This probably could’ve headlined Madison Square Garden, but it’s the secondary match on the card tonight. Muraco has been the reigning Champion since January 22nd of the previous year, having won the belt from Pedro Morales at the Garden. Crowd kicks in the “Beach Bum” chants before the bell. A long lockup goes nowhere. They give it another go, with neither man with the advantage. Santana grabs a side headlock. They slug it out a bit until Santana takes it to the canvas and works the headlock for a while. He lets loose to drop a knee across the chest for a two count. Muraco fights back to his feet and counters with a side back breaker. Santana back to work with the headlock. At least he’s exerting energy to build up a sweat. Muraco escapes again, this time with a Russian leg sweep. Muraco with an elbow to the back of the head, followed by a Power Slam for a near fall. Muraco with choking across the bottom rope. Santana comes back with a flurry of rights, followed by boots to the head. Albano comes in and becomes a victim of a double noggin-knocker. Whip to the corner and Muraco somehow sidesteps the Flying Forearm. Muraco to the top rope, but Santana recovers and slugs it out with him. They take a tumble to the floor as the bell is frantically rung at 16:01, with both men continuing to exchange blows. The official decision: Both men have been Disqualified. *1/2 Felt like it was being built up for 20-25 minutes before almost instantly going to the finish. Don’t feel bad for Santana… he went on to win the title two weeks later in Boston (before they taped for NESN, so there’s no known footage available).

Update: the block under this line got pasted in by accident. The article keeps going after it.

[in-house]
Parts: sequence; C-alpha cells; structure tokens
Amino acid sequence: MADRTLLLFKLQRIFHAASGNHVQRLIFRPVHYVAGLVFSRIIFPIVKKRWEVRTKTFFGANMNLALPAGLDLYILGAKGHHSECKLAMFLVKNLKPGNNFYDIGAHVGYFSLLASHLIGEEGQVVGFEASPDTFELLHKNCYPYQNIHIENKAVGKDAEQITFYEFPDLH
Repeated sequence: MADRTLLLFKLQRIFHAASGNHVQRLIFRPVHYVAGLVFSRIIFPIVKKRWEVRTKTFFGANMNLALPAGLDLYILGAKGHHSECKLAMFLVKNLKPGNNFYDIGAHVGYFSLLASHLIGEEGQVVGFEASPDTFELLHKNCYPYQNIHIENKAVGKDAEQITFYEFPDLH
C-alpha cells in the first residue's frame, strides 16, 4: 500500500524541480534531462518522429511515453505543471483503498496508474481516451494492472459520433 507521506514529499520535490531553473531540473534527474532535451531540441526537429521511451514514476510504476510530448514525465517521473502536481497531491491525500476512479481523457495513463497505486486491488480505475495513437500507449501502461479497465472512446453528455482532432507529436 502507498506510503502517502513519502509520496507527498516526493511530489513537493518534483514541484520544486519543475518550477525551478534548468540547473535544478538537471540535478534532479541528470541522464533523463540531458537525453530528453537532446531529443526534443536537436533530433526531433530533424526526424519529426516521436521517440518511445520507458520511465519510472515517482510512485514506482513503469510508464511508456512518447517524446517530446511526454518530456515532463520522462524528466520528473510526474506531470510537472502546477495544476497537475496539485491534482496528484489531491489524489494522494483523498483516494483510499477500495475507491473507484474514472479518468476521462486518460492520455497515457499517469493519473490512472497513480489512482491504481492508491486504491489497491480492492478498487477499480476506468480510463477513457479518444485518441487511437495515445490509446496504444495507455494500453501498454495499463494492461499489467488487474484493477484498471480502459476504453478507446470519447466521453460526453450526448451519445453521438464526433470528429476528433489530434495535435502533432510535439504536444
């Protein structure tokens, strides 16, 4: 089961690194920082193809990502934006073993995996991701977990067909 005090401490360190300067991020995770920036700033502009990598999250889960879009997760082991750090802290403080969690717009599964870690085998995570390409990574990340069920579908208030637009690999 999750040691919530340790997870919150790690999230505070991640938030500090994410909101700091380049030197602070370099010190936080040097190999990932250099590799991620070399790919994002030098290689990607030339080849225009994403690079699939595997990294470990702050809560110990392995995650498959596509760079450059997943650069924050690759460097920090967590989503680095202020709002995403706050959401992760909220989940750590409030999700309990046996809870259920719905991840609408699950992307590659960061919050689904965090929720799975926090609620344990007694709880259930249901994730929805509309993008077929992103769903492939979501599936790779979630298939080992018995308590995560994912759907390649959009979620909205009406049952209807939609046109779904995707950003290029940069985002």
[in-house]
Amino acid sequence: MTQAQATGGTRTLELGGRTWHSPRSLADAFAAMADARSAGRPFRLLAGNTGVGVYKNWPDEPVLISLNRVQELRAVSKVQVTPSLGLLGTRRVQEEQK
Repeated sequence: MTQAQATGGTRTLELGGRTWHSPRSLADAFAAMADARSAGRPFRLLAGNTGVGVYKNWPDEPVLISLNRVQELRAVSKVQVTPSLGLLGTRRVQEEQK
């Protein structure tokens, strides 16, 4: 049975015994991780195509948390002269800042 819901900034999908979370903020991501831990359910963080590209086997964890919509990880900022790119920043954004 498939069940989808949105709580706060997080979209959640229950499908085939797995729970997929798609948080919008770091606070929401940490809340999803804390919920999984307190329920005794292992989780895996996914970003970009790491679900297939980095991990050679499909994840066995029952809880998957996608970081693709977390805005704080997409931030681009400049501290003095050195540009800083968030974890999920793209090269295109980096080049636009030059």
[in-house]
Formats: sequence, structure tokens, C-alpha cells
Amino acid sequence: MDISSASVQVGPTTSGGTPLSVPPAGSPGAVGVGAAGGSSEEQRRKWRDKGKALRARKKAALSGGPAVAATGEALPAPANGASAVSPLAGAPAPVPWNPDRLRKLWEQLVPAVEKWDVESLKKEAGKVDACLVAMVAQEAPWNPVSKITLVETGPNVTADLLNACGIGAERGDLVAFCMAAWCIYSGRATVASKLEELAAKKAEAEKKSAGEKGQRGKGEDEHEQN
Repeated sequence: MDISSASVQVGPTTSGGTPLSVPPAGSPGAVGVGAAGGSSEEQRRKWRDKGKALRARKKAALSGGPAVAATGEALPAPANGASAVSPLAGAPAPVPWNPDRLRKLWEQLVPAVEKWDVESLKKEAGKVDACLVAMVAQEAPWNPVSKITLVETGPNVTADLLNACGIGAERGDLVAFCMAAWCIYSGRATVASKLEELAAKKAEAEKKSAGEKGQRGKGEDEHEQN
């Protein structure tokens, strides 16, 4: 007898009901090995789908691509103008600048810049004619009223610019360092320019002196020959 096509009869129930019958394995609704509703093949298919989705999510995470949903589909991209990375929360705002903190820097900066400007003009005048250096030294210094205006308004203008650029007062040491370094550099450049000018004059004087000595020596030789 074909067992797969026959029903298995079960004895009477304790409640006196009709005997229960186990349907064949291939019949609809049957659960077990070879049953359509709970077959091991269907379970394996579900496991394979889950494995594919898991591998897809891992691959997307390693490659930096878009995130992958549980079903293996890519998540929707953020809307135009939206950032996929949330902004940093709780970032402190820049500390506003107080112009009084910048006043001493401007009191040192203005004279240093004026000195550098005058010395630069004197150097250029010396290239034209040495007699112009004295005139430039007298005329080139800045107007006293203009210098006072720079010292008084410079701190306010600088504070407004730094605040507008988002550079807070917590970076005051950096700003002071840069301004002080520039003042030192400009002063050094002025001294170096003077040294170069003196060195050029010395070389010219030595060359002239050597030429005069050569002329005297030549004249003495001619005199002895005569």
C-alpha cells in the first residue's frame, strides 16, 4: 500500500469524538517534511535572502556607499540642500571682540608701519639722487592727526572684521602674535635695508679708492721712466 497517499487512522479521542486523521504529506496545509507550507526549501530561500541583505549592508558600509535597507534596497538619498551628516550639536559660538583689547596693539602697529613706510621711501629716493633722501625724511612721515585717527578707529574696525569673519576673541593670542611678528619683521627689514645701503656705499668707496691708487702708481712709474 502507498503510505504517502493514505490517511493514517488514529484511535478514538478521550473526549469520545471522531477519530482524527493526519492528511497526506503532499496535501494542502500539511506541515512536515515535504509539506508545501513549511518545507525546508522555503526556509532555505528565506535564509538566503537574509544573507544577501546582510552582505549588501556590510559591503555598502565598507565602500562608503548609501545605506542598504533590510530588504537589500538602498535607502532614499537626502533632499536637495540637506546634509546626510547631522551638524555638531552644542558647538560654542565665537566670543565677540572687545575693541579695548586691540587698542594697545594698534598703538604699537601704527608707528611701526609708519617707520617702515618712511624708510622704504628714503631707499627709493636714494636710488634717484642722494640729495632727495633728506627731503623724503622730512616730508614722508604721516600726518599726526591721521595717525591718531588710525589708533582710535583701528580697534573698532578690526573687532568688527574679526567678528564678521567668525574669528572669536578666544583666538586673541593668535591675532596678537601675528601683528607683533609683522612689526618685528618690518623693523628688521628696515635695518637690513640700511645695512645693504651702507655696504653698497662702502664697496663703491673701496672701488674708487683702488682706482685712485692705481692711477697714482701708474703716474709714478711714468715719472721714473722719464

2 out of 3 Falls: Tiger Jackson & The Haiti Kid vs. Dana Carpenter & Poncho Boy: